order by add_date desc
         limit 10) f1
  left join feed f2 on f1.feed=f2.feed and f1.max_date=f2.add_date;
share|improve this answer
1  
This is a good answer, and more of a general solution than the accepted answer which relies on having an auto-increment id. – gregmac Oct 6 '09 at 14:05

Here's the (abbreviated) table:

CREATE TABLE programs (
  id int(11) NOT NULL auto_increment,
  feed_id int(11) NOT NULL,
  `timestamp` timestamp NOT NULL default CURRENT_TIMESTAMP on update CURRENT_TIMESTAMP,
  PRIMARY KEY  (id)
) ENGINE=InnoDB;

And here's my query based on sambo99's concept:

(SELECT feed_id,id,timestamp 
    FROM programs WHERE feed_id='' 
    ORDER BY timestamp DESC LIMIT 10)
UNION
    (SELECT feed_id,min(id),max(timestamp) 
    FROM programs WHERE feed_id<>'' GROUP BY feed_id 
    ORDER BY timestamp DESC LIMIT 10)
ORDER BY timestamp DESC LIMIT 10;

Seems to work. More testing needed, but at least I understand it. (A good thing!). What's the enhancement using the 'id' column?

share|improve this answer
    
I expanded my answer to cover that. – Sam Saffron Sep 23 '08 at 2:39

You probably want a union. Something like this should work:

    (SELECT 
        url, feed_id, timestamp 
    FROM rss_items  
    GROUP BY feed_id 
    ORDER BY timestamp DESC 
    LIMIT 10)
UNION
    (SELECT 
        url, feed_id, timestamp 
    FROM manual_items  
    GROUP BY feed_id 
    ORDER BY timestamp DESC 
    LIMIT 10)
ORDER BY timestamp DESC
LIMIT 10
share|improve this answer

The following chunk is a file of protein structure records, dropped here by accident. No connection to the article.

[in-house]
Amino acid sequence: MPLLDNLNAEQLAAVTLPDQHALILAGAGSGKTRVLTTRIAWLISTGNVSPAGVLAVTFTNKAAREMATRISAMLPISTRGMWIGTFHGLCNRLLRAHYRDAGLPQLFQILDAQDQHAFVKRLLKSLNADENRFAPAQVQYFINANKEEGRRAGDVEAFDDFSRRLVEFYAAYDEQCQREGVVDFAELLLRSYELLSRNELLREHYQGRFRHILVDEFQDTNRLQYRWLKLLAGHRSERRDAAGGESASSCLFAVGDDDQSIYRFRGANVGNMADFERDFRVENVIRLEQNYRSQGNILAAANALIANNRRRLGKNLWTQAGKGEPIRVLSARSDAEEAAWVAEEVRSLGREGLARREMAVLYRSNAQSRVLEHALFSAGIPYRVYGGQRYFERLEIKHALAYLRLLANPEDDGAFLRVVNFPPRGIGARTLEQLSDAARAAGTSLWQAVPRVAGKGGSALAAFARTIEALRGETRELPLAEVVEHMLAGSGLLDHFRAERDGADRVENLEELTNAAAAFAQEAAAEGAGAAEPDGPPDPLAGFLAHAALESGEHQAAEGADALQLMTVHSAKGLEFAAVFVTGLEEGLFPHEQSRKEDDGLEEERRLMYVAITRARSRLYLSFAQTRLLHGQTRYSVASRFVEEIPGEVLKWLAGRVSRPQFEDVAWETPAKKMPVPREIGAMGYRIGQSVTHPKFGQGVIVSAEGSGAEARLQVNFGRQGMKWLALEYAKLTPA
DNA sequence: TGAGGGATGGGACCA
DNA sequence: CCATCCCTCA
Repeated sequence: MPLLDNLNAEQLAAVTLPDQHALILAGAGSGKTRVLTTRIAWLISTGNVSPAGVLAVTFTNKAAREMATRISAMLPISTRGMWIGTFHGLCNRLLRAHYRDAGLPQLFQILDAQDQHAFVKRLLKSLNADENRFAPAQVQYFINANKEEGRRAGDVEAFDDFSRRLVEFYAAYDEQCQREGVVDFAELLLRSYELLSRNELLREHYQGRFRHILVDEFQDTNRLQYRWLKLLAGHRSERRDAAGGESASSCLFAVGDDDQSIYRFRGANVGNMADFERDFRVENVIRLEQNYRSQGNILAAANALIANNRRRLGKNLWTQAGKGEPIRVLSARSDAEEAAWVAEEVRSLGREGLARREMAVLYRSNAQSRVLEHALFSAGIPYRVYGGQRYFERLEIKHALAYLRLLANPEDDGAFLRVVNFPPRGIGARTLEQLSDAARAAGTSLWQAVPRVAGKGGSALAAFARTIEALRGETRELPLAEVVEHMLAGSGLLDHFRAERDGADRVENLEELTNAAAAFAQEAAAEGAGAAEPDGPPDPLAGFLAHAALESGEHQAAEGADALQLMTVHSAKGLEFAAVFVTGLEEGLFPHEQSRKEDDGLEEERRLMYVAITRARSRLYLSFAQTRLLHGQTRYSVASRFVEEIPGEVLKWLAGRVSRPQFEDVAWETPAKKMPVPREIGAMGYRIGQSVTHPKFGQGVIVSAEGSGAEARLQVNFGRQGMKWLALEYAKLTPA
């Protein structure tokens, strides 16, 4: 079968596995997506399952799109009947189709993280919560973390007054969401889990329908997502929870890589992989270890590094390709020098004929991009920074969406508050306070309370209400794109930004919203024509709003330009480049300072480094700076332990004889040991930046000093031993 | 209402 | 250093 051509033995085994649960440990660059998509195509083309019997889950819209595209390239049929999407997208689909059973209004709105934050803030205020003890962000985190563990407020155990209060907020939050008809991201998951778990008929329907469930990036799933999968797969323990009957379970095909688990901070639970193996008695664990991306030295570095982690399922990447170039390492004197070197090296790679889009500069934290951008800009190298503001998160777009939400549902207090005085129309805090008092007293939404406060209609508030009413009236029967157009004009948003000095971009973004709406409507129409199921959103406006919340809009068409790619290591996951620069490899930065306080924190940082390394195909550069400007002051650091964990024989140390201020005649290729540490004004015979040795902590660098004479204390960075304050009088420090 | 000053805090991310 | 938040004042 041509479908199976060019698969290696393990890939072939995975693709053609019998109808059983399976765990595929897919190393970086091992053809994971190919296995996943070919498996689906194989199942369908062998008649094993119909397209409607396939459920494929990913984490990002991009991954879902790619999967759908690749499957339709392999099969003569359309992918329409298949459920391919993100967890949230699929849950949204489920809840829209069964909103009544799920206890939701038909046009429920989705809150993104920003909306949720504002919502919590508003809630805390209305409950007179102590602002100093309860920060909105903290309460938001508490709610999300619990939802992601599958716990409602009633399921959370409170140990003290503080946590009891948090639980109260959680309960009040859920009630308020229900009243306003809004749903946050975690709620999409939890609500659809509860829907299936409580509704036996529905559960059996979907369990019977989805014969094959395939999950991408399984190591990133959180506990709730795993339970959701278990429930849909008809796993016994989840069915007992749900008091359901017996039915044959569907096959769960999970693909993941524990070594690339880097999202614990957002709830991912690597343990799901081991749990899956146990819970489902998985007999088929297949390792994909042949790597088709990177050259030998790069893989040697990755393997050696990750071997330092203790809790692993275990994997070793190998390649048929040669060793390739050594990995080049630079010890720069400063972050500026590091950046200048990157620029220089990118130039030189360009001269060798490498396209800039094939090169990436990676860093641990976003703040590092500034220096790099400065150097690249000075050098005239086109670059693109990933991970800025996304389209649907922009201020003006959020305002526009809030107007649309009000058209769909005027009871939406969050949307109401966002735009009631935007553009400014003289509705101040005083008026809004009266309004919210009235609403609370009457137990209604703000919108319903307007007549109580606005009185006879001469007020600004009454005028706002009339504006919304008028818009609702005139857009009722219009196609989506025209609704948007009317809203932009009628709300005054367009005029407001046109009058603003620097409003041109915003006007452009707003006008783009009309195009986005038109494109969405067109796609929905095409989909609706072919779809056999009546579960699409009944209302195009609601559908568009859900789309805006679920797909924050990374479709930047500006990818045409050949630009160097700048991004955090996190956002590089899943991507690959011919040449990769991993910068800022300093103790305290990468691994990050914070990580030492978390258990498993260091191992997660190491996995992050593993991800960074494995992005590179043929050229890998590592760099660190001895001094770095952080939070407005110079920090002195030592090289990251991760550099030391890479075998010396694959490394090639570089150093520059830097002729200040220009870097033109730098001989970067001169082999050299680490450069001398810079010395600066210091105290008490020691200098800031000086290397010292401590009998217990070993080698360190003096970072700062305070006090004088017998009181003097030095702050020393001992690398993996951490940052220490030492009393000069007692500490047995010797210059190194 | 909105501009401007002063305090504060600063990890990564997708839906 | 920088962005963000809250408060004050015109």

you can't select url, feed_id, timestamp if you group by feed_id, you must use some aggregate function around whatever you do not group by (i.e. url and timestamp) – Laurent Sep 23 '08 at 1:01
    
That's correct. The second SELECT returns at most one row since in the case of the manual feed, the feed_id is always ''. And to be clear, there's just one table. – Doug Kaye Sep 23 '08 at 1:33

Would it work to group by the field that you want to be distinct?

SELECT url, feedid FROM urls GROUP BY feedid ORDER BY timestamp DESC LIMIT 10;

share|improve this answer
    
assuming that I'm right in that there's only 1 table, I think this is a workable solution. – cori Sep 23 '08 at 1:25
    
this does not work... see my answer – Sam Saffron Sep 23 '08 at 1:26
    
I tried something like that, but it only returns a max of one url that doesn't have a feed. – Doug Kaye Sep 23 '08 at 1:31

MySQL doesn't have the greatest support for this type of query.

You can do it using a combination of "GROUP-BY" and "HAVING" clauses, but you'll scan the whole table, which can get costly.

There is a more efficient solution published here, assuming you have an index on group ids: http://www.artfulsoftware.com/infotree/queries.php?&bw=1390#104

(Basically, create a temp table, insert into it top K for every group, select from the table, drop the table. This way you get the benefit of the early termination from the LIMIT clause).